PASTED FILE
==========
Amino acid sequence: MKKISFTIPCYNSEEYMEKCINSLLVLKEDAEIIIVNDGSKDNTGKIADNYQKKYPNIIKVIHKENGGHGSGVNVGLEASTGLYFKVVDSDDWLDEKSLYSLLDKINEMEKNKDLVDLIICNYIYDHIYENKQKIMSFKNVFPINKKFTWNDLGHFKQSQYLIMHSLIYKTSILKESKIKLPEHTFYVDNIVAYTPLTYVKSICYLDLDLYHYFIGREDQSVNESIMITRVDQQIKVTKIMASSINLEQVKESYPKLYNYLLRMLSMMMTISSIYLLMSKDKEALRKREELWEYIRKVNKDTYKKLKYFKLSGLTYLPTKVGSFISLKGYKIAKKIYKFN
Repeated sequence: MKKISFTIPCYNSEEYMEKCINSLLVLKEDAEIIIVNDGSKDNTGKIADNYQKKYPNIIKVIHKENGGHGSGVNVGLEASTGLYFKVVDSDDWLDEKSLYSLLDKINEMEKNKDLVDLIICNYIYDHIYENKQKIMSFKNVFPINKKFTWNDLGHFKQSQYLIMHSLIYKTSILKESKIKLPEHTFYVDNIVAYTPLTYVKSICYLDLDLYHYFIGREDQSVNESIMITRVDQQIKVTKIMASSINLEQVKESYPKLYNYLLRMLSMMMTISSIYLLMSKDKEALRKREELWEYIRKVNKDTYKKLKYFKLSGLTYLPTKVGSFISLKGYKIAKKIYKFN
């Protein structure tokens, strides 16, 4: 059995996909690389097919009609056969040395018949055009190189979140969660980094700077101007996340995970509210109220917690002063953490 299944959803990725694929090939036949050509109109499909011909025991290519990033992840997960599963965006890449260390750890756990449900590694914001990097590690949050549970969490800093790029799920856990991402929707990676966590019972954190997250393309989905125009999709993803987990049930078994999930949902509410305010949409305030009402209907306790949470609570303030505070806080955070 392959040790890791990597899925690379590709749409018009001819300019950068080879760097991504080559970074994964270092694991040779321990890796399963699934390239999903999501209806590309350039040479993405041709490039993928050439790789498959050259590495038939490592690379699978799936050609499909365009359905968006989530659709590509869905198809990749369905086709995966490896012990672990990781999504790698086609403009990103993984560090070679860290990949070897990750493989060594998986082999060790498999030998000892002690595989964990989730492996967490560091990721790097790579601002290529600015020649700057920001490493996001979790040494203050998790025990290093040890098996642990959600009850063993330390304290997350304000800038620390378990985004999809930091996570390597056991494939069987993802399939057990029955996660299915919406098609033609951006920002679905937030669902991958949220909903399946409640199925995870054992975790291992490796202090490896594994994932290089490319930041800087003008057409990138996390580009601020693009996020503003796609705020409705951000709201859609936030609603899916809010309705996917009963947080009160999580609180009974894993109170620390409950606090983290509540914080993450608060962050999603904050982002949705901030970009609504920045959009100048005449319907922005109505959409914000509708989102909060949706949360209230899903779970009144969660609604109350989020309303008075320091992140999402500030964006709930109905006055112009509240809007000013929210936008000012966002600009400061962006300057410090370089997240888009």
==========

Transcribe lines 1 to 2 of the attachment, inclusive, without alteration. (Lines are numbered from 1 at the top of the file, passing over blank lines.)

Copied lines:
Amino acid sequence: MKKISFTIPCYNSEEYMEKCINSLLVLKEDAEIIIVNDGSKDNTGKIADNYQKKYPNIIKVIHKENGGHGSGVNVGLEASTGLYFKVVDSDDWLDEKSLYSLLDKINEMEKNKDLVDLIICNYIYDHIYENKQKIMSFKNVFPINKKFTWNDLGHFKQSQYLIMHSLIYKTSILKESKIKLPEHTFYVDNIVAYTPLTYVKSICYLDLDLYHYFIGREDQSVNESIMITRVDQQIKVTKIMASSINLEQVKESYPKLYNYLLRMLSMMMTISSIYLLMSKDKEALRKREELWEYIRKVNKDTYKKLKYFKLSGLTYLPTKVGSFISLKGYKIAKKIYKFN
Repeated sequence: MKKISFTIPCYNSEEYMEKCINSLLVLKEDAEIIIVNDGSKDNTGKIADNYQKKYPNIIKVIHKENGGHGSGVNVGLEASTGLYFKVVDSDDWLDEKSLYSLLDKINEMEKNKDLVDLIICNYIYDHIYENKQKIMSFKNVFPINKKFTWNDLGHFKQSQYLIMHSLIYKTSILKESKIKLPEHTFYVDNIVAYTPLTYVKSICYLDLDLYHYFIGREDQSVNESIMITRVDQQIKVTKIMASSINLEQVKESYPKLYNYLLRMLSMMMTISSIYLLMSKDKEALRKREELWEYIRKVNKDTYKKLKYFKLSGLTYLPTKVGSFISLKGYKIAKKIYKFN